Outcomes Measurement and the Case for Selective Jargon

I really dislike professional jargon. Defined by Dictionary.com as “specialized language…characterized by pretentious syntax, vocabulary or meaning,” jargon gives us the false impression that we’re communicating—without establishing a sense of shared understanding. Without understanding, there’s little hope for action. And without action, there’s no basis for improvement. But sometimes jargon is useful, because it shines a spotlight on how little we collectively know about topics too important to ignore.

In healthcare, the term “outcomes” is one that is both ill-defined and crucially important.

Last month, I watched an HBR webinar, Measuring Outcomes: The Key to Value-Based Health Care. The speakers were from ICHOM, a non-profit consortium dedicated to improving health systems by measuring and reporting patient outcomes in a standardized manner. During the webinar, speakers talked about the importance of outcomes measurement. They linked outcomes measures to higher patient survival rates, reduced mortality rates and dramatic cost savings.

They also acknowledged, however, that most of the available outcomes data “isn’t all that helpful.” Many providers are overwhelmed by new regulations and don’t know where to begin with measurement. Patients don’t know where to turn for information—or how to interpret the data if they find it. Measurement discussions are often a “Tower of Babel,” according to Caleb Stowell, VP of Research and Development at ICHOM. “Even if you want to measure, you can’t. We need some standardization.”

That statement got me thinking. When critically important terms are poorly defined, how do we achieve mutual understanding? Historically, our legal and political systems have relied on rules set by experts.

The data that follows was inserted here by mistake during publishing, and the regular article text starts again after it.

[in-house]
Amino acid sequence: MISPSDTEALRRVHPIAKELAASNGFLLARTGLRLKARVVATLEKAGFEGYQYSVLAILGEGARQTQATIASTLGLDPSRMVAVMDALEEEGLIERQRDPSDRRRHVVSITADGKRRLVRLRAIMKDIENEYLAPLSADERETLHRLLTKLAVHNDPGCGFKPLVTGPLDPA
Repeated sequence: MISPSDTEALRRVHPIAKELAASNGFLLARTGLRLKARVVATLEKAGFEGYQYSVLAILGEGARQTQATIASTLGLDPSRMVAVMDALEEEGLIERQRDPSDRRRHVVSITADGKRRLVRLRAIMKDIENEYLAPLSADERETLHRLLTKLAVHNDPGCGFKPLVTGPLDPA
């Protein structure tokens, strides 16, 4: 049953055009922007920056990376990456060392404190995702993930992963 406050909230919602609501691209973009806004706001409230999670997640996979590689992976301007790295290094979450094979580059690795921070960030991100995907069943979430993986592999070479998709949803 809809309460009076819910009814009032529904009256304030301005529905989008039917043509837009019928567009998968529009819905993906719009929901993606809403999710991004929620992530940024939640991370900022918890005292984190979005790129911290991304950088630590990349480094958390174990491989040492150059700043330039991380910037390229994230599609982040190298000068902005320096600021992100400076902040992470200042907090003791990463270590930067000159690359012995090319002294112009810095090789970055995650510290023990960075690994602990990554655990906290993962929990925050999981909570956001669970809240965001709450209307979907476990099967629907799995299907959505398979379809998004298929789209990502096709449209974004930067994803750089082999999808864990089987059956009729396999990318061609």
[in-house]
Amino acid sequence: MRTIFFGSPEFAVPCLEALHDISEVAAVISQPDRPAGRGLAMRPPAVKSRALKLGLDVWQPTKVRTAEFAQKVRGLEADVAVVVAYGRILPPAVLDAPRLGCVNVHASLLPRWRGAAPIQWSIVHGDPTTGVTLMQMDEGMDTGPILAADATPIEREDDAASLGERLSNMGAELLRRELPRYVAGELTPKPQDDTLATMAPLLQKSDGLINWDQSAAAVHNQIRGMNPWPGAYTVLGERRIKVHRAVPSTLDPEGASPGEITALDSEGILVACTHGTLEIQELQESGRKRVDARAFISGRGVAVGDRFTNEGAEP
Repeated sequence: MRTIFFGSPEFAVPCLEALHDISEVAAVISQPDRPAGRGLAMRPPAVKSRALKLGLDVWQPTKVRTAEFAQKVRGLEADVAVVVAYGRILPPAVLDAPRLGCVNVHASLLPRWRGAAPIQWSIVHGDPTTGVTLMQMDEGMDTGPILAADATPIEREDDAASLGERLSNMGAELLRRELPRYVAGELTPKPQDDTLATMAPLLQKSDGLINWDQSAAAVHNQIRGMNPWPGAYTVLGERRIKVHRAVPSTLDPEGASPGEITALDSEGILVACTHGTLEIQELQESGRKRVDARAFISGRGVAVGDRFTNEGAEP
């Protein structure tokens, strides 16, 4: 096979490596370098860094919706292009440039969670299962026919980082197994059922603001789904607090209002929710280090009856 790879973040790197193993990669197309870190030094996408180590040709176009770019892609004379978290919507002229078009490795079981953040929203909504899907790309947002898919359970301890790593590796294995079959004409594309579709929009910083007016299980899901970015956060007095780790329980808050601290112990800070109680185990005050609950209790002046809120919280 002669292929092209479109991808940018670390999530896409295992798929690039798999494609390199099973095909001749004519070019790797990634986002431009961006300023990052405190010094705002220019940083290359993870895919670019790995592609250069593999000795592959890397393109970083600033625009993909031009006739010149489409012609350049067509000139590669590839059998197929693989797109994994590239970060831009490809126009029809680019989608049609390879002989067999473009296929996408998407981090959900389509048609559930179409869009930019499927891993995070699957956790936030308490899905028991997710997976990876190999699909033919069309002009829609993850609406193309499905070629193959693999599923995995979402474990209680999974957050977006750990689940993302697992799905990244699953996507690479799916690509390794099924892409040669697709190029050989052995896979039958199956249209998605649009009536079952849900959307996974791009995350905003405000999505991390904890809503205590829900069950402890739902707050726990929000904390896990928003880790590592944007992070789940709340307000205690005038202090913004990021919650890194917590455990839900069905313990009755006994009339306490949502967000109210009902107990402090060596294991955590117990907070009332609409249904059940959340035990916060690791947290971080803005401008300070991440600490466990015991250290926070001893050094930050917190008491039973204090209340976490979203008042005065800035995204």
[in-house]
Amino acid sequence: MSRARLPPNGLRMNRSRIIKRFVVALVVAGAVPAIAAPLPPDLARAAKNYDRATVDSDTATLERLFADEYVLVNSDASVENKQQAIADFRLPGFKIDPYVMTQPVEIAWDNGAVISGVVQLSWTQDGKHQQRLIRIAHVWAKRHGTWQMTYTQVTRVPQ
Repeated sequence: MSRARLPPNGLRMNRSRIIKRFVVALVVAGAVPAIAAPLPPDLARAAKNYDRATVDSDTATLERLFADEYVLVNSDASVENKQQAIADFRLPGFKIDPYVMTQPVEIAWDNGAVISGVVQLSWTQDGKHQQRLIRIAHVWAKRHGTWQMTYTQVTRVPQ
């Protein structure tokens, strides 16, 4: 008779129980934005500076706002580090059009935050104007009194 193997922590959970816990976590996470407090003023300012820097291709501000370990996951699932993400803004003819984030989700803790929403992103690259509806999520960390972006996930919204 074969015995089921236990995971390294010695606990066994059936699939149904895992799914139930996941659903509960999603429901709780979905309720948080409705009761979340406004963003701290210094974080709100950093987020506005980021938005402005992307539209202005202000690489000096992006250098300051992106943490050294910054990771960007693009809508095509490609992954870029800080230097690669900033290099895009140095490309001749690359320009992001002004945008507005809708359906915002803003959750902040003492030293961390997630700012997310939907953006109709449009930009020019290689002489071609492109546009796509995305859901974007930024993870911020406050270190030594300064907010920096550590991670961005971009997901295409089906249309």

Yet ICHOM’s approach is more collaborative. They are working together with physicians, researchers and patient advocates to define standard outcomes for each medical condition and then coordinating with clinicians, treatment centers and payers to share, learn from and improve the data.

This kind of standard-setting requires a huge amount of teamwork in a field (i.e. healthcare) that has been siloed by specialties, facilities, geographies and disciplines.

But, as Stowell notes, “some institutions are succeeding,” and their success seems to be the result of integrated teams across the healthcare continuum working together in a trusting relationship. These success stories—the Martini Klinik, Texas Children’s Hospital, Blue Cross Blue Shield of Michigan and Massachusetts General Hospital, to name a few—show that care improves when clinicians, facilities and payers agree on shared goals and incentives and then measure outcomes transparently and collaboratively. “No one player [can] do it alone,” says Dr. David Share, SVP, Blue Cross Blue Shield of Michigan.

Stowell and Share remind us that the best way to establish shared understanding is through shared action—and that jargon can sometimes be a signal that there’s critically important collaboration yet to be done.

Photo credit: H Assaf, Free Images

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